At Thompson’s we would like to reassure all our clients that as far as possible we are operating as normal. The health and safety of our staff and clients is our primary concern during this outbreak and as such we are reviewing the situation on a regular basis and will be adapting our working practices following government guidelines. However, we have had to make some minor changes to how we are doing things.

Following Government guidelines, we have temporarily closed all of our offices and our staff are now all working from home using secure technologies to ensure they are able to continue to progress with existing and new cases as normal. All face to face meetings have been cancelled, however we are continuing to hold these meetings via phone and video calls. All the team are contactable on their direct dial numbers and email should you need to speak with your solicitor, please do not hesitate to talk to us about anything during this time.

We know these are uncertain and unsettling times for many of our clients, and the wider population, and things might look a little different for the foreseeable future. But our focus remains on our dedication, knowledge and strength that we provide to all our clients. We will continue to provide updates over the coming days and weeks in accordance with official guidelines and to keep everyone informed of the situation.

As always, for any concerns, advice and updates on your case; Talk to Thompsons.

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Motor Accidents and Shock

Thompsons Solicitors Scotland
Thompsons Solicitors Scotland

A road traffic accident can be a shocking and distressing experience with long-term psychological consequences. In many cases, people who are involved in a road traffic accident suffer from immediate shock, even if they have not suffered from any physical injuries. This is because in stressful situations of this sort, adrenaline is released into the bloodstream to keep muscles tense, ready to react at any second.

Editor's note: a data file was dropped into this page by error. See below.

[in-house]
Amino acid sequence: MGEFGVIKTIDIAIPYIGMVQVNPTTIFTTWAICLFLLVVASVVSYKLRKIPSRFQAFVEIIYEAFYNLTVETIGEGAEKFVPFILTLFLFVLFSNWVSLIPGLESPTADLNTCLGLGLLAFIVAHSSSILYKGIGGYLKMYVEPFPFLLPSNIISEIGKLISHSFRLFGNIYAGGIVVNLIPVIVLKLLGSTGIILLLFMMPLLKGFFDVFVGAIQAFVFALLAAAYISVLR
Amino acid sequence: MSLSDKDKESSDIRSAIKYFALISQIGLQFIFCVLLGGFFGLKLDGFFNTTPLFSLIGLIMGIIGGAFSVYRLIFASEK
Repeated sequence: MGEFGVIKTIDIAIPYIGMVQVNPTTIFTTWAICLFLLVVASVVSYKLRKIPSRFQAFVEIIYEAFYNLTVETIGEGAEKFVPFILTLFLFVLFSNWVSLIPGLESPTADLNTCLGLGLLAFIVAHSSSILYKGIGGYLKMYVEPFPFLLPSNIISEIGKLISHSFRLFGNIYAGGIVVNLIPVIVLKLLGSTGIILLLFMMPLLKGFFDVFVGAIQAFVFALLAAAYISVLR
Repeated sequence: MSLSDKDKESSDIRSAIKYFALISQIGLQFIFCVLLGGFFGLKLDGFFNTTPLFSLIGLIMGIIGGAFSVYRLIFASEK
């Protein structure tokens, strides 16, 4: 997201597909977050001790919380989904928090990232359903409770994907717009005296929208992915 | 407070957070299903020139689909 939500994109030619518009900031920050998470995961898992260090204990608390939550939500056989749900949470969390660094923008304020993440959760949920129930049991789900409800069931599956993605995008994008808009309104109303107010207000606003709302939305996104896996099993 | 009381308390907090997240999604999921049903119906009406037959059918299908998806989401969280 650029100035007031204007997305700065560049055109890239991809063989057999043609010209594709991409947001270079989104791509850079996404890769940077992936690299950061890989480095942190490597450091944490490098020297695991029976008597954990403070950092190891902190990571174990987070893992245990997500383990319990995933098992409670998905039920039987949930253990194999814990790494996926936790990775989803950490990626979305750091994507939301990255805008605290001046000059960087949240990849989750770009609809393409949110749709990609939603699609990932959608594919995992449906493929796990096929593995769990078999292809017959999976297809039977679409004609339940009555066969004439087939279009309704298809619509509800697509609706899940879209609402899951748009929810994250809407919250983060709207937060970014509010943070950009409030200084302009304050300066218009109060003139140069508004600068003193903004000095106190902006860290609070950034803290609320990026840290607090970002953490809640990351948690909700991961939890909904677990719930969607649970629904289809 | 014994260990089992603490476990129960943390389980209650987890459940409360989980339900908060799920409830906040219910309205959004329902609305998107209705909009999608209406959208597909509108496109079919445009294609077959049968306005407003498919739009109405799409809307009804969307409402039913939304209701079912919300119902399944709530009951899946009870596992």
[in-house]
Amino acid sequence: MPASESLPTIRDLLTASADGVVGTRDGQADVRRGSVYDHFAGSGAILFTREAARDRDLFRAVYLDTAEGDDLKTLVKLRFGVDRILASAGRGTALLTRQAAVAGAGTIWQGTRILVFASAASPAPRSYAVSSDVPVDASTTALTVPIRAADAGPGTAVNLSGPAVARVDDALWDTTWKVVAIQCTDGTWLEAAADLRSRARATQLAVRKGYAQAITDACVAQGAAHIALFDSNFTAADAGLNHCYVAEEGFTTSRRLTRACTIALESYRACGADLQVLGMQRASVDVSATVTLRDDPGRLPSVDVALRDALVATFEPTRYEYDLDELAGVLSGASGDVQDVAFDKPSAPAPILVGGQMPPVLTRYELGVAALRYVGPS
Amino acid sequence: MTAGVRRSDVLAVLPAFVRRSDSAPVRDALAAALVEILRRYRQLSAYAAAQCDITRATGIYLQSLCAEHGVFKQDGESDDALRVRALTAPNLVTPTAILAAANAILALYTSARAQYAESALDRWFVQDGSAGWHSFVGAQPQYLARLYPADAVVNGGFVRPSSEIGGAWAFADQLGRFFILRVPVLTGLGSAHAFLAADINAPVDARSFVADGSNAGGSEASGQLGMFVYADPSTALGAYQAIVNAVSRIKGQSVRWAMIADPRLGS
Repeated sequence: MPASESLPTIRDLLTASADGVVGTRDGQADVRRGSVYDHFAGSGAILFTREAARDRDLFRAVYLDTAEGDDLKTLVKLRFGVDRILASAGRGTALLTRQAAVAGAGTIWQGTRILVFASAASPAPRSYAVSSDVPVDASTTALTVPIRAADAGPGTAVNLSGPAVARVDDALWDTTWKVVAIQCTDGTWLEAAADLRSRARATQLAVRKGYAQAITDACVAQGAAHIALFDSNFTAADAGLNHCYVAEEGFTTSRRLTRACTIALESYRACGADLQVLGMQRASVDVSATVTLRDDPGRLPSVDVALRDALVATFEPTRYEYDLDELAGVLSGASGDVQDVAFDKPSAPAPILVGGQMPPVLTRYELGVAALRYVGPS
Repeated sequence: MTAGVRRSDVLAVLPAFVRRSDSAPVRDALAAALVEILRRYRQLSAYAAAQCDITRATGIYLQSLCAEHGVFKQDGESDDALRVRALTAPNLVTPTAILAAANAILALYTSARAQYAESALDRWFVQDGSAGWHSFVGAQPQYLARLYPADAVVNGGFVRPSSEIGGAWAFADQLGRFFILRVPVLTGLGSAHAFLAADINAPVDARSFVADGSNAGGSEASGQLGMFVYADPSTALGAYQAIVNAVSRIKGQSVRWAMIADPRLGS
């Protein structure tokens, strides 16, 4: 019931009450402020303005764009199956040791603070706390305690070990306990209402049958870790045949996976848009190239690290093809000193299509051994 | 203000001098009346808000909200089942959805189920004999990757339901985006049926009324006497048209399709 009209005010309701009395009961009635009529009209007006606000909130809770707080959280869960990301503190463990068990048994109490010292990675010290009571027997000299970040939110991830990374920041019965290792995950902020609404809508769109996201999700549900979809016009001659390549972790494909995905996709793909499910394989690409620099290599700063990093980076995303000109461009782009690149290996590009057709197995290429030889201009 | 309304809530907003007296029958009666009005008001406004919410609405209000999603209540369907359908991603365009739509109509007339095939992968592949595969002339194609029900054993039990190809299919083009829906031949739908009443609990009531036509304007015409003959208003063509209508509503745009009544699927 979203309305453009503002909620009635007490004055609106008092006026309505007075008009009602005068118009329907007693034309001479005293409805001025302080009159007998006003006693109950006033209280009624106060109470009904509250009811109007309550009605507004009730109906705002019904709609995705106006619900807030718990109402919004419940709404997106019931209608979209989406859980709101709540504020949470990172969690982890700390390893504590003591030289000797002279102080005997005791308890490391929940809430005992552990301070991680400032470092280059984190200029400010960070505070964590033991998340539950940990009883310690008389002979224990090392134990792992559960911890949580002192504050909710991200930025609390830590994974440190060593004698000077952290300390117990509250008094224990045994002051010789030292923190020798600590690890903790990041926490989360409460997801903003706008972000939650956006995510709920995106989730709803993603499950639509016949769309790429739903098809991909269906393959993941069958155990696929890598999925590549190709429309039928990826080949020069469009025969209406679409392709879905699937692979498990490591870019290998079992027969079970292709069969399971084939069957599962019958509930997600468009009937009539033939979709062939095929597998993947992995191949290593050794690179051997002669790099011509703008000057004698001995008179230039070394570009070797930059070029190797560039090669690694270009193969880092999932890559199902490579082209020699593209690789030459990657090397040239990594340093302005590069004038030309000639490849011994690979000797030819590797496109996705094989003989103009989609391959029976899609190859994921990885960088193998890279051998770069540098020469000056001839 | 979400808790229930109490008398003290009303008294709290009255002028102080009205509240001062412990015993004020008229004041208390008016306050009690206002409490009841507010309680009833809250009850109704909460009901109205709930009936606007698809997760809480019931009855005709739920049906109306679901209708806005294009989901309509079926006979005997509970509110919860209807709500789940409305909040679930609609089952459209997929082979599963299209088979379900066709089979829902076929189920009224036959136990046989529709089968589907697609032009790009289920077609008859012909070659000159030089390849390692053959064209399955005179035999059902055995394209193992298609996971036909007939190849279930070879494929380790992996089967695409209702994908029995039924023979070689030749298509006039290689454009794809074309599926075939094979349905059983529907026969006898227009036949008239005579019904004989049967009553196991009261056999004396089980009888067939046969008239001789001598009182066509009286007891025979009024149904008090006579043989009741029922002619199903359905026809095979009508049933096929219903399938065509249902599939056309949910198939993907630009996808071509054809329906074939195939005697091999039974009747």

Even though this is a natural reaction to stressful situations, it does have negative side-effects, including dizziness, drowsiness, shakiness, mental distress and digestive problems.

Physiological and psychological shock

This "psychological" shock is not the same as "physiological" shock, which is a recognised medical emergency caused in part by lack of blood flow round the body. Physiological shock is often caused by problems with the heart, major blood loss, or a severe allergic reaction, and must be treated immediately.

Psychological shock can be more difficult to identify and address. However, someone experiencing psychological shock may benefit from regulating their breathing and drinking plenty of water to expel toxins that have been released through stress. A calming bath and a light meal may also help – as can talking things through with a friend.

Furthermore, even if you are not displaying any strong symptoms of physical injury, if you are feeling unusual in any way following a road traffic accident, it is a good idea to get yourself checked over by a doctor.

Sometimes the psychological symptoms of shock last longer than you might expect. If they don't seem to be going away, it might be useful to seek counselling; even a relatively minor car accident can result in Post Traumatic Stress Disorder (PTSD).

PTSD in car accidents

According to the United States' National Center for PTSD, 9% of all car accident survivors develop some form of PTSD, while studies also indicate that 60% of of those who seek psychological help following a car accident have PTSD. Additionally as many as 53% of car accident survivors develop depression.

Scotland's leading personal injury firm

If you or someone you love has suffered injuries in a motor accident, contact Thompsons accident compensation specialists on 0800 0891331. We will advise you on the best way forward. Claims are made on a no win, no fee basis.

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